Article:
For years, I noticed a non-ceramic tile used on the floor of most older churches in downtown Buenos Aires. Those tiles retain their color despite heavy wear, the designs are unique & colors seem muted, earthy. Somehow I always forgot to check into it. But during a visit to the Victoria & Albert Museum in London a couple months ago, my questions were answered.
Encaustic tiles were all the rage from the mid-1700’s to the 20th century, especially in Gothic Revival buildings. Since most tiles of this kind were coming out of England —in particular a company called Craven Dunnill Jackfield, Ltd. located at the heart of the Industrial Revolution in Shropshire (download their catalogs!)— it’s not surprising that they ended up in the churches of Buenos Aires. Commercial ties between England & Argentina were strong in the 1800’s, despite (or perhaps causing) two failed British invasions.
The V&A exhibit explained how the tiles were manufactured. Apologies for the grainy diagram… low museum light.
Stage 1 • A plaster mold is made to shape the pattern on the tile. Colored clays are pushed by thumb into the mold to make the detail of the pattern.
Stage 2 • A layer of strong, red earthenware clay is then pressed onto the top of the mold, using a mawl, a type of soft mallet. The end result will form the base of the tile when it comes out of the mold.
Stage 3 • The wooden frame is removed, then the tile is peeled off the plaster mold. This tile shows the raised main shapes & the layer of red, earthenware clay at the base. Normally an encaustic tile is not fired at this stage.
Stage 4 • Watery clay (called slip) is poured into the hollow gaps between the raised shapes, which stand slightly higher than the slip although they are covered by it. Different colors of slip can be used to create multiple background colors.
Stage 5 • A metal scraper is used to scrape the dried excess slip from the raised decorations, until the top surface is even, revealing the details of the pattern. Then the finished tile is fired.
Alternative methods can be used to create similar tiles without firing. If your Catalan is good, then Pere Martí i Carreras shows the step-by-step process on YouTube in a series of short videos. From what I understood, they try to make all liquid medium at the same density. Then after pouring & pressing, the tiles must dry for 21 days. I didn’t catch anything about firing, then again my Catalan is rusty! Read the comments at the end of the post for further clarification.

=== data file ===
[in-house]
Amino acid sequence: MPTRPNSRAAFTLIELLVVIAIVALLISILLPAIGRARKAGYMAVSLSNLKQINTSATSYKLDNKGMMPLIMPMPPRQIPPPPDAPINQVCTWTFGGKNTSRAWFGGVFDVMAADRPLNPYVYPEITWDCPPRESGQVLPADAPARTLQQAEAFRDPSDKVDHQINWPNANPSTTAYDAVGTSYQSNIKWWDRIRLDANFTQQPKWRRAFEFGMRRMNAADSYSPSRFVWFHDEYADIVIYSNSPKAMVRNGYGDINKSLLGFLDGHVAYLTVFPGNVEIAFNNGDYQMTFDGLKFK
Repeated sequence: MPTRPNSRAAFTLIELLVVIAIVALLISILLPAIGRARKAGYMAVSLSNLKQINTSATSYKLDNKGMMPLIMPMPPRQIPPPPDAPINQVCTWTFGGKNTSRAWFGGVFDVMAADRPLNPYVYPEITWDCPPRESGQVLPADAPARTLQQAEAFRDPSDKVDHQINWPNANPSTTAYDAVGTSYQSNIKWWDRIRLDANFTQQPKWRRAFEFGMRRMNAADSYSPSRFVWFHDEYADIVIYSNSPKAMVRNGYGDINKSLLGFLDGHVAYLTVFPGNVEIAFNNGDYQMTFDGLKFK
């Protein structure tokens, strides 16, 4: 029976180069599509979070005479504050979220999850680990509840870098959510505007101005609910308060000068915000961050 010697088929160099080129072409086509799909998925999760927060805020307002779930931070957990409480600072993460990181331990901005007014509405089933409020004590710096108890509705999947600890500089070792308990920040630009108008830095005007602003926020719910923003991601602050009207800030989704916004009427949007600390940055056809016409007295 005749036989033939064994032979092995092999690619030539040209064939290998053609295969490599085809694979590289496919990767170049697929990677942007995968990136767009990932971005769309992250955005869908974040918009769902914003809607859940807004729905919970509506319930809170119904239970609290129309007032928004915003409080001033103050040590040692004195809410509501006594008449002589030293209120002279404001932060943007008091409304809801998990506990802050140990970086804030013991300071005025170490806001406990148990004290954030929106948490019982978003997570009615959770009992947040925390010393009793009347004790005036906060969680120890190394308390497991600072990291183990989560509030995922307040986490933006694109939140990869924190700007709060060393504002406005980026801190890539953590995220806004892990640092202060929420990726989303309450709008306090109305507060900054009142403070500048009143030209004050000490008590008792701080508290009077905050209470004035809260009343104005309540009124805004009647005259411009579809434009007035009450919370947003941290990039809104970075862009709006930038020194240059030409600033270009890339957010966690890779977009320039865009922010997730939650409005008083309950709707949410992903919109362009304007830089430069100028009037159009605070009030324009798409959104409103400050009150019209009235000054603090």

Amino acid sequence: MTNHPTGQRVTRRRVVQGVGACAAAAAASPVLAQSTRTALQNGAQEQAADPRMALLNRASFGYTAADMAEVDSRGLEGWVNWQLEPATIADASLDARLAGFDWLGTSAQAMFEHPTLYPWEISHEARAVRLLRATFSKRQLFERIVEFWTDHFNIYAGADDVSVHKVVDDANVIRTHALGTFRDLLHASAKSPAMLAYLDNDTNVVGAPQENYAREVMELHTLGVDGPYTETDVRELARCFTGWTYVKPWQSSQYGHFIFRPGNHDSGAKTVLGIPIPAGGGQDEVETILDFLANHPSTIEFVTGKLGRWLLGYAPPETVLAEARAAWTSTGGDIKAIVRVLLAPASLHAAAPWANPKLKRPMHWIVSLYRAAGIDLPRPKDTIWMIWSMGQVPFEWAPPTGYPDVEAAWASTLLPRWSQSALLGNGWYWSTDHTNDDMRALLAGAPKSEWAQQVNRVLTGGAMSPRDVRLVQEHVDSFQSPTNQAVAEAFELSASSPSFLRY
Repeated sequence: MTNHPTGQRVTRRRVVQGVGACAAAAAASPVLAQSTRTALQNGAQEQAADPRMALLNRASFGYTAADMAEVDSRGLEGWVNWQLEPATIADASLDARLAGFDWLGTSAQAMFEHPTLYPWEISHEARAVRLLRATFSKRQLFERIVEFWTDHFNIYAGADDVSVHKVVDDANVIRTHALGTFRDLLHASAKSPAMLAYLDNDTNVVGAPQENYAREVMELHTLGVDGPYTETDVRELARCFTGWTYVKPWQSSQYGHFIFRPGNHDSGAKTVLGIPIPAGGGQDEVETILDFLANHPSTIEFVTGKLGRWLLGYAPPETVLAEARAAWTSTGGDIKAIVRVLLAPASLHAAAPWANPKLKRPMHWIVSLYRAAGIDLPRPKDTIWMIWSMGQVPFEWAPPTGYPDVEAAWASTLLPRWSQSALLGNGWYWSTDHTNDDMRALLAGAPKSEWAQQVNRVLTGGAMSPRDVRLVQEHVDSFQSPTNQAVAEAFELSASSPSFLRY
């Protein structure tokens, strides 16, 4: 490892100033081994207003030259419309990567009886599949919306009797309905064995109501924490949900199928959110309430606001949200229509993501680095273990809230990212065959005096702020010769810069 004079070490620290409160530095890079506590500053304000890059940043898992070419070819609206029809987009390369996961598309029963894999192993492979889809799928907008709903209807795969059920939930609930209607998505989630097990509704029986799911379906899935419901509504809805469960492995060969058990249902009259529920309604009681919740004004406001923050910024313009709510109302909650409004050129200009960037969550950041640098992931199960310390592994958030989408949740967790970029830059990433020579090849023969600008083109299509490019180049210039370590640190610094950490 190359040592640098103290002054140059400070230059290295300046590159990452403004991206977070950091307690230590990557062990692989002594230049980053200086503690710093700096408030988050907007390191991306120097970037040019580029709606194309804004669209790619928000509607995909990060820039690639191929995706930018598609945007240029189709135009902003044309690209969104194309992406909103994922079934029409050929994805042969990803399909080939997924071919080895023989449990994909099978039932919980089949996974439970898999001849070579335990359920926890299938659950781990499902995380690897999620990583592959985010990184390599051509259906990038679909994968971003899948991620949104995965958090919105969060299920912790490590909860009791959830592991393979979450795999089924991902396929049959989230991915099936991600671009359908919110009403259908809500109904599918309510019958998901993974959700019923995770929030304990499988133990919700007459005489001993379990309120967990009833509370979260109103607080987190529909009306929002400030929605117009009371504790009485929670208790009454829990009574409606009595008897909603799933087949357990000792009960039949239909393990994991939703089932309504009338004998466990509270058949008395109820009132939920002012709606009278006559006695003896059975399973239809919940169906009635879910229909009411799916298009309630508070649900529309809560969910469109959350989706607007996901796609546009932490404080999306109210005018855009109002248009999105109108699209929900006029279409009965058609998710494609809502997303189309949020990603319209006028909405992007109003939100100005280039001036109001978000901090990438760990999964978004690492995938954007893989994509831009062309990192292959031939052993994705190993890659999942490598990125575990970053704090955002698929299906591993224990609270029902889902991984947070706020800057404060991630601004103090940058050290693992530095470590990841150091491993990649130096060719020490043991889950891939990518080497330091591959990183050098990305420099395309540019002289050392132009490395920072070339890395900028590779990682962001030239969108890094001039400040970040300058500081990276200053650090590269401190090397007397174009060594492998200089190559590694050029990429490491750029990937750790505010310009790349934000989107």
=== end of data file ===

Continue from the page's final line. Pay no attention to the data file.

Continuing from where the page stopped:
The following video (no sound) shows the same process. I would love to learn how to do this!
To see these tiles in Buenos Aires, check out most of the churches downtown. Some of the most spectacular examples are at the Basílica de San Francisco (Alsina & Defensa) & the Iglesia de la Santísima Trinidad (San Martín 1035), shown respectively below:
Now comes the tricky part. Churches had less budget constraints & could afford fired more expensive encaustic tiles. But a non-fired cement tile (named for its major component) looks very similar. To my untrained eye, I wouldnt know the difference. But several comments (see below) assure me that several of these pics are of baldosas calcáreas. Always learning something new! In Balvanera, the wonderfully restored Café de los Angelitos (Avenida Rivadavia & Rincón) sports floor tiles:
Further afield in the neighborhood of Barracas, the train station Hipólito Yrigoyen (Juan Darquier, 900 block) has some worse-for-wear examples. Better preserved are the tiles inside the Instituto Santa Felicitas:
It would be wonderful to find out if any tiles came from Craven Dunnill Jackfield, but there’s probably no record anywhere of their origin… & I won’t be tearing up tiles just to look at the back for clues 🙂 Tiles —whether encaustic or cement— can often be found in hallways in the casa chorizo, popular during the same era. Happy hunting!